“Death has come to your little town, sheriff.”
A psychiatrist (Donald Pleasence) is deeply disturbed to learn that his “evil” patient (Tony Moran) has escaped from an asylum and returned to his home town, where he killed his sister (Sandy Johnson) 15 years earlier as a six-year-old (Will Sandin). On Halloween, masked Moran quickly sets his murderous sights on a trio of friends: bubbly Lynda (P.J. Soles), wise-cracking Annie (Nancy Loomis), and straight-laced Laurie (Jamie Lee Curtis).
Response to Peary’s Review:
While he’s “not as sold” on John Carpenter’s cult “horror thriller” as are “many of its cultists,” Peary nonetheless asserts that Halloween is the “scariest horror film since Psycho and the most imaginatively directed”. He describes how Carpenter “builds tension by repeatedly using a subjective camera; quick editing; driving, piercing music (which he composed); and the creative use of light and shadow and color (particularly black and white).” He adds that Carpenter “blends the dark, spooky atmosphere essential to Val Lewton; the humor and suspense that go hand in hand in Hitchcock; the cheap — but fun — tricks and shocks found in William Castle films; and the graphic violence that is the staple of the post-Night of the Living Dead American horror film.” He writes that while he finds it a treat “watching the three Middle American teenagers” — who are “smart… witty, and appealingly unconventional” — “jabber away about boys, school, dates, sex, etc.”, he finds it “regrettable that even this film — like its many inferior imitators — thrives upon the deaths of sexually promiscuous, half-dressed young women”.
I’m in agreement with Peary’s review — and I appreciate his intriguing analysis of serial killer “Michael Meyers” (who would return again and again — and again — in most sequels and remakes to come). Peary writes that he doesn’t “think the intriguing Michael is evil, just insane. There’s that six-year-old inside a man’s body, and everything he does — including his murders — is part of a mischievous game.” He points out that while Michael “could kill his victims quickly… he prefers to hide behind bushes and in closets, peer into windows, scare them, tease them with loud noises” — and, in a notable scene, “before he attacks Soles, he stands in the bedroom doorway with a sheet over his body and glasses on his covered face” (see still below). Meanwhile, “in his never ending struggle with Curtis… he pretends to be dead several times, only to rise and resume his attack” — a decidedly unique take on the “never assume he’s dead” trope of horror movie victims.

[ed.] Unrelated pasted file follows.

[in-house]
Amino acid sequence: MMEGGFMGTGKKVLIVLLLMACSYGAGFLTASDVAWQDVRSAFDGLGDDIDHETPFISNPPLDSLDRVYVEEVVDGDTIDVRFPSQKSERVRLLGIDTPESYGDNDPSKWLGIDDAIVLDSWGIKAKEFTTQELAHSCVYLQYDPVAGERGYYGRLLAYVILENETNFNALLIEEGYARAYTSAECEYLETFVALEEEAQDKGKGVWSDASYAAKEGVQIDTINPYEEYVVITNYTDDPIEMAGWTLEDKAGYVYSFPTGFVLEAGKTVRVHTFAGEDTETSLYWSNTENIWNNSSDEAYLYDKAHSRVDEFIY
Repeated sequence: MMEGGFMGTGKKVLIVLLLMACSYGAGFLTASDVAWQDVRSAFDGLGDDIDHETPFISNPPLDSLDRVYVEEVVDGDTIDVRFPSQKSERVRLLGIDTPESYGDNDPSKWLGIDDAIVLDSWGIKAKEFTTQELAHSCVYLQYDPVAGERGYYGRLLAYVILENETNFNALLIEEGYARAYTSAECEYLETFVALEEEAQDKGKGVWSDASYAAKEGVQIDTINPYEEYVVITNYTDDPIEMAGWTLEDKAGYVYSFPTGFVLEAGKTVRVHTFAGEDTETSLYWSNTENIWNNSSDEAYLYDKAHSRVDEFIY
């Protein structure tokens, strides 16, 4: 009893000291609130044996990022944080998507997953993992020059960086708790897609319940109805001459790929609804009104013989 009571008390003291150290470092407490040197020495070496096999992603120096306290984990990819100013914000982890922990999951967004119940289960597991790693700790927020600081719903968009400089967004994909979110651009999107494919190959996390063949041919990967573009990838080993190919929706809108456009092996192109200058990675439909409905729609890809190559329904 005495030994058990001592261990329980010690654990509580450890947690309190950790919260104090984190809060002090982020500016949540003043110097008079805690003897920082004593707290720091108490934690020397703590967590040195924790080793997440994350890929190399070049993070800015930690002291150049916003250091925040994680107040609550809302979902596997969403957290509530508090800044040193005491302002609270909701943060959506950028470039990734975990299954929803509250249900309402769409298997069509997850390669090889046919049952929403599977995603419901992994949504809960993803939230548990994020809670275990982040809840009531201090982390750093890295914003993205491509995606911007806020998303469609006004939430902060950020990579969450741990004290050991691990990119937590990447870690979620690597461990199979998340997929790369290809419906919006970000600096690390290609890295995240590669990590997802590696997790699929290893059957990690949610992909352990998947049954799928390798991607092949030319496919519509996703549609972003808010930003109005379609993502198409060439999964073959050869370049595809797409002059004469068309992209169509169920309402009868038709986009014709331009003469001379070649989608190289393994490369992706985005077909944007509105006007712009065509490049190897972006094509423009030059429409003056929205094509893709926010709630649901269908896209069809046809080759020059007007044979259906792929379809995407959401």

Redeeming Qualities and Moments:
- Jamie Lee Curtis as Laurie
- Highly atmospheric direction and cinematography
- Many effectively scary moments
Yes, of course, as a classic of the genre.
(Listed in 1001 Movies You Must See Before You Die)